“I thought I raised you better than this,” my mother said before walking out of the living room.
I cried and still couldn’t believe this was happening. Was I the same girl the doctor told two years prior that I would never have kids on my own? Was I the same girl who was on the varsity cheer-leading team and the big sis to her siblings? I was. But now I would become a mother in high school.
That was 13 years ago, I am now a mom to three, married to my high school sweetheart with a college degree under my belt & work as a free lance writer… And each week I see the look of shock on the faces of girls coming in for our Teen MOPS (www.mops.org) meetings while simultaneously seeing my mother’s look of shock on women who are too young to be grandmothers. With shows like The Secret Life of the American Teenager and MTV’s Teen Mom; girls are becoming desensitized to the harsh realities of sex outside of marriage. While our culture is saying, “Live while your young, do what feels right for you,” we as mothers are trying to protect the innocence and sense of invisibility in our teens.
Teen pregnancy has no boundaries, it affects church girls and non church girls alike, girls who come from good families and broken homes. And if you are becoming a grandmother, here are some tips for you and your daughter.
Having a pregnant teen can be devastating. While you are trying to navigate the waters of relationship with your child, she or he is still trying to grow up. Finding a godly counselor helps mediate the tough conversations and restore your relationship with your child.
Both you and your teen (son or daughter) need to find a godly and positive support system. Even though you are filled with disappoint and anger, now is NOT the time to be distant, your teen needs you more than ever. Consider finding a Christian counselor who can help YOU sort out your feelings, help you forgive your child and establish boundaries with your teen.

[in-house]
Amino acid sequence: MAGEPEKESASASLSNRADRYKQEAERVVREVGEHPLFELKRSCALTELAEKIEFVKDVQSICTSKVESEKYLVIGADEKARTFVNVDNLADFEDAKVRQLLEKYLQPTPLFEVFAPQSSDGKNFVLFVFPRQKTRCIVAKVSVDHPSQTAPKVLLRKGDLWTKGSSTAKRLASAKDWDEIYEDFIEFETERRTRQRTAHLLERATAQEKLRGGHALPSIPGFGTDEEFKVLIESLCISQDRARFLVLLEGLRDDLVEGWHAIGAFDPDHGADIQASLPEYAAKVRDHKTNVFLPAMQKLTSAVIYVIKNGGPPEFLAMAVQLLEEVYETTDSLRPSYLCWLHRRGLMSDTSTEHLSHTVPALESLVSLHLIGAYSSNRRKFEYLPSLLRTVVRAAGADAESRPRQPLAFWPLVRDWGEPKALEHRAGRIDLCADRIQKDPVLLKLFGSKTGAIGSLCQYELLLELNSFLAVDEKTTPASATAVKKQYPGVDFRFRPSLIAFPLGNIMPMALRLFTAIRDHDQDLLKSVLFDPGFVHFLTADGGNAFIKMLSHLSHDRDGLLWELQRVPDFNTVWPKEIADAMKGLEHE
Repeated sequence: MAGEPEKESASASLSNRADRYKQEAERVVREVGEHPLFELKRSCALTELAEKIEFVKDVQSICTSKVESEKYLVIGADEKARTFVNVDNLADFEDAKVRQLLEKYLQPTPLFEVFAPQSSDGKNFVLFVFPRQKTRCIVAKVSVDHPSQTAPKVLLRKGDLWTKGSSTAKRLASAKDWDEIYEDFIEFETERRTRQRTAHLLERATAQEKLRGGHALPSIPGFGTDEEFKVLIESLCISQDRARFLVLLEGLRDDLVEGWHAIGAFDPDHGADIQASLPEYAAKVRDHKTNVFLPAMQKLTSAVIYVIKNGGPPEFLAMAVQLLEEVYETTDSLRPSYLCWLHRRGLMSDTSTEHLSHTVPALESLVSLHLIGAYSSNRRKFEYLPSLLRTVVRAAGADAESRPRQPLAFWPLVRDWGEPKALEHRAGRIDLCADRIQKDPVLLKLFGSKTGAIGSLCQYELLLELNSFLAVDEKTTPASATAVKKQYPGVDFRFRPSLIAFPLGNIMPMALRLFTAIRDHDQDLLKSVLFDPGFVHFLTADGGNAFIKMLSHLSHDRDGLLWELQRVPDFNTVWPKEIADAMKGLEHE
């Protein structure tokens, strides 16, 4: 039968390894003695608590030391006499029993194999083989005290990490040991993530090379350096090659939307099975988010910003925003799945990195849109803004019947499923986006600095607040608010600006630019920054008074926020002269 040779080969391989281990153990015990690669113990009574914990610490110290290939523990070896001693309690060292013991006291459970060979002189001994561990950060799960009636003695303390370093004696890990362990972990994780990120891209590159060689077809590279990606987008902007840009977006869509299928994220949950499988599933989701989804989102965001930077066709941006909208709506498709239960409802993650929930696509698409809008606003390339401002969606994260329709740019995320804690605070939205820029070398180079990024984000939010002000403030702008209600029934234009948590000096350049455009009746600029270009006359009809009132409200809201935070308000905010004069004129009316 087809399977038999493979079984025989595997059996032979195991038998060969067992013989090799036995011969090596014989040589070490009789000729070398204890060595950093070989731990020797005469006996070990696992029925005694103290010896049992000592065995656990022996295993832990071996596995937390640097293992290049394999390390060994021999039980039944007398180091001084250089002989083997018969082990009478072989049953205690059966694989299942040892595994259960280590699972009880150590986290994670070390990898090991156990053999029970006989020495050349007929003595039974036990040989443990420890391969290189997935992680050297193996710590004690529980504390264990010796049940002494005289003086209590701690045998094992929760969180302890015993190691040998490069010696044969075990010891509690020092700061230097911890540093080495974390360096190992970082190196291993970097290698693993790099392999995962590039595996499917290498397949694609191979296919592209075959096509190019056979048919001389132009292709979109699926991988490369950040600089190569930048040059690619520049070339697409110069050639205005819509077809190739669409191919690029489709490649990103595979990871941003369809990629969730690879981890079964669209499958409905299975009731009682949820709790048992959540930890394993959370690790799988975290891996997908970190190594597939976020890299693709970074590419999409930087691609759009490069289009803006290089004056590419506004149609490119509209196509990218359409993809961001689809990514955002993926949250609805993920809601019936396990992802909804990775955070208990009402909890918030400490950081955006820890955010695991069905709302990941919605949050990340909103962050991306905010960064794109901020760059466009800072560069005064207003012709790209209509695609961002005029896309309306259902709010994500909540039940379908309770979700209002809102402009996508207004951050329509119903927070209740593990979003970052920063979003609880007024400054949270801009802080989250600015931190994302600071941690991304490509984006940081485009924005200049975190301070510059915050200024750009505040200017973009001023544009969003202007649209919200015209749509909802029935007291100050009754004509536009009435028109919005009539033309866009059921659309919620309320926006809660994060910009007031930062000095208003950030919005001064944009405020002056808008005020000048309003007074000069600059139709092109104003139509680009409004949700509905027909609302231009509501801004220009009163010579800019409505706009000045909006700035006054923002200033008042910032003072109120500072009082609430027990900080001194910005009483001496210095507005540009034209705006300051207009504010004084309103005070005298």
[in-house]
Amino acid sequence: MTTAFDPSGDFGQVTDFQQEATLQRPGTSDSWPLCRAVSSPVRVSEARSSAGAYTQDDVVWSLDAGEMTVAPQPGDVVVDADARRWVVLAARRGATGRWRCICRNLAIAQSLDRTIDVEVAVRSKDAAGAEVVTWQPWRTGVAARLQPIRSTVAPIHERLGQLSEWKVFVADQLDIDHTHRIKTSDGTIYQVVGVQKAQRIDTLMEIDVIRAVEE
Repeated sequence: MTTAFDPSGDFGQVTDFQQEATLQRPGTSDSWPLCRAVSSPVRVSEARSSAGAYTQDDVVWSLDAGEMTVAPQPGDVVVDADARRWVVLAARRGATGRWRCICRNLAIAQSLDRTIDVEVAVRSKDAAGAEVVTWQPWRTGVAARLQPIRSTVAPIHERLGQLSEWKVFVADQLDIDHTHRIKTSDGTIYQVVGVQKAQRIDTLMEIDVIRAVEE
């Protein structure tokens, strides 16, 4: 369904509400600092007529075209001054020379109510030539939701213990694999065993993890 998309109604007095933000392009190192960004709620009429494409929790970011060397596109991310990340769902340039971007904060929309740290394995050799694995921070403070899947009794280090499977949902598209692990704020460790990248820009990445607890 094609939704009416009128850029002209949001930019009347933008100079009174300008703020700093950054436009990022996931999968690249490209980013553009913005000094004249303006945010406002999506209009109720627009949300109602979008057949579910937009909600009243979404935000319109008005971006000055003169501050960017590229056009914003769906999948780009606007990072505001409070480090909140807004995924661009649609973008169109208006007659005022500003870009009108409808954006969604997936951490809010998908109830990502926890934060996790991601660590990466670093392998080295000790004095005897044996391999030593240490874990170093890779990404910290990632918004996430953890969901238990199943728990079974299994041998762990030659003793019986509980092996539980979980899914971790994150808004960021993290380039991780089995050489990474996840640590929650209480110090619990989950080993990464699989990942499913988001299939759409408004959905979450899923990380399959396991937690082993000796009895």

Without the encouragement of my mom, grandmother and aunt, I would not have been able to be a good mom at the early age of 18. Help your teen sort through her feelings and future. Encourage her to make good decisions, like staying in school and deciding what is best for her and baby.
I was overwhelmed with the new responsibilities of becoming a mom. Within five months, I graduated high school, moved out of my mom’s, got married and gave birth. I was left with the baby blues in a new city with a sore chest as I tried to get the hang of nursing. Help your teen see the bigger picture. What will her life look like in a year, three years or five years down the road. The sleepless nights and constant feedings will change. So will the amount of homework from school.
Whether your teen is pregnant or is a parent, keep in mind how you can gently guide and lead them as a parent. Support, prayer and encouragement are vital tools in helping your teen become the parent he or she needs to be.
Your teen may have made a mistake in becoming sexually active. Whether she did it once or several times isn’t the issue. What matters now is your teen choose the hardest option–to carry her child to term. Because her “sin” is out there for the entire world to see, give her grace at home. Grace means loving her where she is at. Grace is open arms and a warm smile in spite of what your friends and family think.
It’s been 13 years since I learned that I was going to be a mom at 17. God has done so many amazing things in my life. Had it not been for the support of family, I doubt I would be the mom I needed to be as a teen. As a teen, I needed to know I still mattered despite the mistake I made. I needed to know there was hope and future for me and my child. Grace, support and encourage were just some of tools I needed to get to the next stage of life and you can be the one to give them to your teen.